Our reading for Sunday is from St. Paul’s Letter to the Romans. It’s one that we’ll read a lot during this Ordinary time.
It’s also Paul’s last letter (as far as we know). Unlike the rest of his Letters, it was not written to a congregation that he founded. Rather, it was to introduce himself to the large exiled Jewish community in Rome. That community was predominantly Christian, and the center of the civilized world at that time. Written in Greek, the common language for educated people of that time, it uses the diatribe – questions that are meant to elicit comment and opinion from those hearing it. (Letters, in those times, were read aloud to house churches. Worship took place in homes, before formal houses of worship were established.) Paul hoped to preach to the Roman congregation (and to seek support from them for a journey to Spain). Though some scholars dispute the length, it is his longest letter.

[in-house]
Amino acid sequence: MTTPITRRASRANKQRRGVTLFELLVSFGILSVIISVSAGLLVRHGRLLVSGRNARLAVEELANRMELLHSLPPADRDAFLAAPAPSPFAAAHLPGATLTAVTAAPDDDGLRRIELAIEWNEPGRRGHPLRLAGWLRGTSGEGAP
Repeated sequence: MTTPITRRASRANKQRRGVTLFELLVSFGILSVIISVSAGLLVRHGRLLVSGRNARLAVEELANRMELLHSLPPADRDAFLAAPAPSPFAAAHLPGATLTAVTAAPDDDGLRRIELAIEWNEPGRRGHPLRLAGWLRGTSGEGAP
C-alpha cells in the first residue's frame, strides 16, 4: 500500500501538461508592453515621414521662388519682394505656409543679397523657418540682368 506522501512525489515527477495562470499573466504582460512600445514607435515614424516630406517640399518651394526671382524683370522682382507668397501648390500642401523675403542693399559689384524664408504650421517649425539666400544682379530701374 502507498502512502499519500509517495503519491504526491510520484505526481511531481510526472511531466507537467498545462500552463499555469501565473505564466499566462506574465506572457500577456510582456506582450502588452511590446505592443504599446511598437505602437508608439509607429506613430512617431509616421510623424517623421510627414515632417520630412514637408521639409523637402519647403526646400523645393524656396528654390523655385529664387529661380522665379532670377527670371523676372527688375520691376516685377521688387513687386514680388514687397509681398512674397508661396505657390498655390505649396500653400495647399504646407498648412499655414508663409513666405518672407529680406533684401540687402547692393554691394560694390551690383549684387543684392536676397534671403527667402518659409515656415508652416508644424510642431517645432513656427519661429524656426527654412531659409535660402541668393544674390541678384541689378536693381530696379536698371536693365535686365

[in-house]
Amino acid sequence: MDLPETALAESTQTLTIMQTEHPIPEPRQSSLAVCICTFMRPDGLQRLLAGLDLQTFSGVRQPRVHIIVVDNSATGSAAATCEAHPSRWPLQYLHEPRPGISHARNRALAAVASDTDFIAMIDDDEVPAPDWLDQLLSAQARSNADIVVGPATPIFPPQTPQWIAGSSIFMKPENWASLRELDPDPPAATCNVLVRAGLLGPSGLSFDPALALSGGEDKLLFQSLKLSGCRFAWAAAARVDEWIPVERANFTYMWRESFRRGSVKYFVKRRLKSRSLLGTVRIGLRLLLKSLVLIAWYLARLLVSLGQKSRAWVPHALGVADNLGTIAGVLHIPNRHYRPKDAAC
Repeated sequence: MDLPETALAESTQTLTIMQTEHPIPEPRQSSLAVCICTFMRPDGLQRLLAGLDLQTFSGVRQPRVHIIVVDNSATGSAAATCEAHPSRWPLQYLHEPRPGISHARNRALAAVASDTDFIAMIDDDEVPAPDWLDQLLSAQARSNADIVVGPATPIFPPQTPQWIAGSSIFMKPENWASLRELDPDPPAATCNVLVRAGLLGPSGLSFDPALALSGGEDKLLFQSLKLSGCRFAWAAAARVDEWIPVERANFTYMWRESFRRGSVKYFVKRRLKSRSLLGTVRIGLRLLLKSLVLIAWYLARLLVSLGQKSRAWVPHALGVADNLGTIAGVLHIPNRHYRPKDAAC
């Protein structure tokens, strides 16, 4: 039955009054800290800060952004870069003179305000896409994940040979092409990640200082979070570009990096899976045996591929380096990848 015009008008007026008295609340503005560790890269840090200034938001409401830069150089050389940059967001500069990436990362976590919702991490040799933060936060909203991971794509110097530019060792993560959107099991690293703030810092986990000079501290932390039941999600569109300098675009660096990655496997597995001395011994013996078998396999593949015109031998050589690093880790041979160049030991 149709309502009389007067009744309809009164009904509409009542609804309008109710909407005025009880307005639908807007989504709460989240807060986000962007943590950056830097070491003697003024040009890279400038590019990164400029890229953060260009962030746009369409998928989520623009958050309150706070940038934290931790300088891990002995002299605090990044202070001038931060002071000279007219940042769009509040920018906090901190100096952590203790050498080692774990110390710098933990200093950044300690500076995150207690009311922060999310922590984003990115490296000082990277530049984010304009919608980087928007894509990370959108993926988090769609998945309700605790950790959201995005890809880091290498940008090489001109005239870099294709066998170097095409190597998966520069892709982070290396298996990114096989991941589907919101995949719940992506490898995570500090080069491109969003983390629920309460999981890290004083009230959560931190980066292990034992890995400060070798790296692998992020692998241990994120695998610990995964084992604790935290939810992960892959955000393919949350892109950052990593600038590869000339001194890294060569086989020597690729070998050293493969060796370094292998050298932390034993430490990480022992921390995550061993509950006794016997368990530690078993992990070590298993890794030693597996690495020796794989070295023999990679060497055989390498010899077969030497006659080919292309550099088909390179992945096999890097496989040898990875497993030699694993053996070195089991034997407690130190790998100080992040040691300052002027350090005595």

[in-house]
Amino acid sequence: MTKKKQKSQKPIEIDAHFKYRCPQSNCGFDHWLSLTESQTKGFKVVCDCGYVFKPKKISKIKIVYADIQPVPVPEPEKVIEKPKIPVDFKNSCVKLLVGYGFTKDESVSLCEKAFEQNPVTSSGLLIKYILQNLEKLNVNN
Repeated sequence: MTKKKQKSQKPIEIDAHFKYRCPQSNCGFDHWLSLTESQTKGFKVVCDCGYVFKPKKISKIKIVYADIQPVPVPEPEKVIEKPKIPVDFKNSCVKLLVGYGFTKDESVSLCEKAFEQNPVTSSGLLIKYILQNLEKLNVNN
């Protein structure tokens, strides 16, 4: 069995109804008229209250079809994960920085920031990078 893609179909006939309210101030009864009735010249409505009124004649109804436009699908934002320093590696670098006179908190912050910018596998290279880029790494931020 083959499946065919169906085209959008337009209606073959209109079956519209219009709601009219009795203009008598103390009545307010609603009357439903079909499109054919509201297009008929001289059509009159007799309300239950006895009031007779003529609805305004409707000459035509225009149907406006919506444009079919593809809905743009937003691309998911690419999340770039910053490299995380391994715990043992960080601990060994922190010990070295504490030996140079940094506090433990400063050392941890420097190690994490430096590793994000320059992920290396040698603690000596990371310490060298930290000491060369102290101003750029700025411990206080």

In it, Paul seems to have resolved some questions that he wrestled with in earlier letters. He makes no distinction between Jewish and Christian. He also discourses eloquently on the Spirit and the law, placing the Spirit in context of living under the law. He draws distinctions between living under the law and living under the Spirit, as he does in this week’s reading.
Sadly, Paul’s journey to Rome ended in his execution in 64 or 67. But the gift of his Letters is still with us, educating us and informing us on our faith journey.
Thanks be to God.
The Rev. Charles Hoffacker is a retired priest of the Diocese of Washington